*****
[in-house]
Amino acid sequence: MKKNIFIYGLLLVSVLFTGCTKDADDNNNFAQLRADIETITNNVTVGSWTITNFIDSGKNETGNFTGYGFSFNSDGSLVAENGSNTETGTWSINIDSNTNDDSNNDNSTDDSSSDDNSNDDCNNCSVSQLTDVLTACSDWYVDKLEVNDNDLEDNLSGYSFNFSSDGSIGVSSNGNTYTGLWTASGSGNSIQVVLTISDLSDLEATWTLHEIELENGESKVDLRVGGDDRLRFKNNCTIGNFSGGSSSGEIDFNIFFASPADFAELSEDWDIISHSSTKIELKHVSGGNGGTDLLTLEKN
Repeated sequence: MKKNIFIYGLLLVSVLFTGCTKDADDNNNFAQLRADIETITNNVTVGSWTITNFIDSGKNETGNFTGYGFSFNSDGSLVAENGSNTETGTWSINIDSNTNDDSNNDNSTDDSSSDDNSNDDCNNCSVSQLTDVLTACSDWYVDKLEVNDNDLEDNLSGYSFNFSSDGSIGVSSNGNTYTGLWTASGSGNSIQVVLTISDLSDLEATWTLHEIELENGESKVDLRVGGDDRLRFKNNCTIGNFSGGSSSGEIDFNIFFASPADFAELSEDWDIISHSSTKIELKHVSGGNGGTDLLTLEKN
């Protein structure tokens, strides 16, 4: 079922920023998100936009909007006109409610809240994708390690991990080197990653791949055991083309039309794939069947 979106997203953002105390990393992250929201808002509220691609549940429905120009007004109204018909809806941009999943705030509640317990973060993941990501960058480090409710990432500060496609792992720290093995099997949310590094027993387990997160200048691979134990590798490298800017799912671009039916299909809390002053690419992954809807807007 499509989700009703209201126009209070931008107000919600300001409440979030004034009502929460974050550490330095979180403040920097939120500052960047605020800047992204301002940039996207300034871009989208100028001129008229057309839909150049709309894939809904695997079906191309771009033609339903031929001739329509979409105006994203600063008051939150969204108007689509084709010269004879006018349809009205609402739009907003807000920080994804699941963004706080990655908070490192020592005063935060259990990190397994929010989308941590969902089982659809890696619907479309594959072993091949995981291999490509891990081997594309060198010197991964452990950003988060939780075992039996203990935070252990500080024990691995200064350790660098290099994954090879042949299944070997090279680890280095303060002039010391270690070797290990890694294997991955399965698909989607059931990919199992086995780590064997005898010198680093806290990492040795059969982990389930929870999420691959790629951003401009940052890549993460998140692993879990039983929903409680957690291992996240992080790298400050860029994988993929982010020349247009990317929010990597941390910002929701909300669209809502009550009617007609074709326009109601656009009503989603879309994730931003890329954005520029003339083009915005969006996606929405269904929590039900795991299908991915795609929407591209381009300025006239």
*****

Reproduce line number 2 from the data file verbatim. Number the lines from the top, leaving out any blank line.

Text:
Amino acid sequence: MKKNIFIYGLLLVSVLFTGCTKDADDNNNFAQLRADIETITNNVTVGSWTITNFIDSGKNETGNFTGYGFSFNSDGSLVAENGSNTETGTWSINIDSNTNDDSNNDNSTDDSSSDDNSNDDCNNCSVSQLTDVLTACSDWYVDKLEVNDNDLEDNLSGYSFNFSSDGSIGVSSNGNTYTGLWTASGSGNSIQVVLTISDLSDLEATWTLHEIELENGESKVDLRVGGDDRLRFKNNCTIGNFSGGSSSGEIDFNIFFASPADFAELSEDWDIISHSSTKIELKHVSGGNGGTDLLTLEKN